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What is memory? That's a funny question because memory is not a thing like a shovel, a cup of coffee or a lawn mower. The concept of memory has been studied throughout human history and is a major topic within cognitive psychology. The four parts or processes involved in memory are 1) consolidating the information, then 2) encoding, 3) storing and 4) retrieving it.

Thinking of computers might help us here. Computers use RAM (Random Access Memory) and ROM (Read Only Memory). When we are typing or using a computer program, we are using RAM, and all information we are putting on our screen is only temporary. Our work is lost if we turn off the machine. However, if we save it, it goes to ROM -- a permanent storage device -- and our work is protected. It cannot be changed until we bring it back up in RAM. (We are advised to save our information every 20 minutes. We never know when there may be a power failure or a glitch in the computer.)

Humans operate in much the same way. Have you ever had an idea in the middle of a conversation or as you're falling asleep, and decided to think about it or write it down at a convenient time? Usually, that thought is gone within a minute. That's in the RAM category. My dad told me numerous times, "If you have an idea, write it down. Paper has a longer memory than you do." He was right.

But when we study a topic, think or meditate on it, the thought or information is embedded in our mind, and permanently stored in the ROM classification.

People have a propensity for remembering different things or concepts. For example, some folks have a great memory for faces, others for numbers, yet others for history, and so on. Some folks have developed the ability to memorize large sections of narrative, such as Scripture, while others cannot. So, I suppose a useful definition of memory would be: The ability to retrieve or recall what we have learned and stored.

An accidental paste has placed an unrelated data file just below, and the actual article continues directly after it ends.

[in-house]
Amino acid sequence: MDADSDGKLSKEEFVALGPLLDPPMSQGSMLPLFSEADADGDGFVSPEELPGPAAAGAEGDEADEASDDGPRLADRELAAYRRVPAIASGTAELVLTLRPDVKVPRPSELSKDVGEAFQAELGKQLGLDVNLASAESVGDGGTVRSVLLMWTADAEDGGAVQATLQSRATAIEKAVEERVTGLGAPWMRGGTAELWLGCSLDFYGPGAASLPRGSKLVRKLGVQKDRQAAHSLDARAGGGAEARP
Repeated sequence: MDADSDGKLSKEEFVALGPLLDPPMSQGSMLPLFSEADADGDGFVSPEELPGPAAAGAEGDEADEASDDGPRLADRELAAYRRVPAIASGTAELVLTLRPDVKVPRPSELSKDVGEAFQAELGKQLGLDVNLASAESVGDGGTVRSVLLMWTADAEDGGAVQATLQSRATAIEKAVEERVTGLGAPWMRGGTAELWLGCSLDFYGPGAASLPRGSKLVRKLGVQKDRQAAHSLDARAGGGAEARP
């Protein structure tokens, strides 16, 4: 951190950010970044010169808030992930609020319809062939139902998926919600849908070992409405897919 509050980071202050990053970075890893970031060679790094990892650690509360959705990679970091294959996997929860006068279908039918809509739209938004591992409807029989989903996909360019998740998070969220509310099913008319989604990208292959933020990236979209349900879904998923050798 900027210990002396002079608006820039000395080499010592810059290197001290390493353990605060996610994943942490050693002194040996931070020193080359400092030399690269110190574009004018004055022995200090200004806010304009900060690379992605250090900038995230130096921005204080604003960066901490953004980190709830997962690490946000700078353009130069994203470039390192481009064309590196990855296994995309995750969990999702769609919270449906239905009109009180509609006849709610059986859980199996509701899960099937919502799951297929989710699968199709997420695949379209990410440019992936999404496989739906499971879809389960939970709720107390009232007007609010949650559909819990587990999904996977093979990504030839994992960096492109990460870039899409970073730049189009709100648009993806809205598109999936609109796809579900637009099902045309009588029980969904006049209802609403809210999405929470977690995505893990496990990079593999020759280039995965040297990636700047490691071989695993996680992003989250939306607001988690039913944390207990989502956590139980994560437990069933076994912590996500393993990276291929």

A major factor for humans in committing information to memory is interest. I can easily remember what I find interesting, and with what I use every day; otherwise, memorizing is not easy for me.

Because of human nature, the process of memory is flawed. How many times have you and someone close to you (spouse, sibling, lifelong friend) "remembered" the same event differently? Or perhaps you remembered an event while the other person said it didn't happen? Those are the times it is beneficial to exercise self-control. Don't fight or argue about it.

I don't know for how many years I've said in various social settings: Memories are not perfect. When two other people and I witnessed an automobile accident, all three of us gave different versions of what happened; and no one was wrong. Not only did we actually see things differently, we also had various ways of processing information.

For example, the woman was concerned about someone being injured, the other person was engrossed in the speed of the vehicles and damage done, while I recalled the chronology of what happened. But something else was even more interesting: As time passed and our minds subconsciously processed the events, new details surfaced while others were lost. Memories. It was a good thing we kept copies of our original report.

What's the test of whether or not you've committed something to memory? That's easy: can you recall the information? Or is it that easy? Maybe not.

When you look for a document or a photo you stored on your computer, you look for the icon to click on. Or you go to the search button and type it in. When you find it, it pops up. But there have been times you couldn't find what you were looking for. That's a bummer. You know you saved it, but you cannot find it. What happened? An electrical glitch, a lightning storm while your machine was plugged in, or a simple corruption in the computer system occurred.

In like manner, we humans sometimes try to remember something, but we cannot pull it to consciousness. We can't find it. Or sometimes it seems like the answer is on the tip of your tongue, but you couldn't quite bring it up. (That problem is called lethologica, and don't forget it.)

Again, it's the retrieval process that is the problem.

I'll finish this next week.

--GENE LINZEY IS A TEACHER, AUTHOR AND MENTOR. SEND COMMENTS AND QUESTIONS TO [email protected] VISIT HIS WEBSITE AT WWW.GENELINZEY.COM. THE OPINIONS EXPRESSED ARE THOSE OF THE AUTHOR.

Editorial on 05/27/2020

Print Headline: A Course In Memory 101

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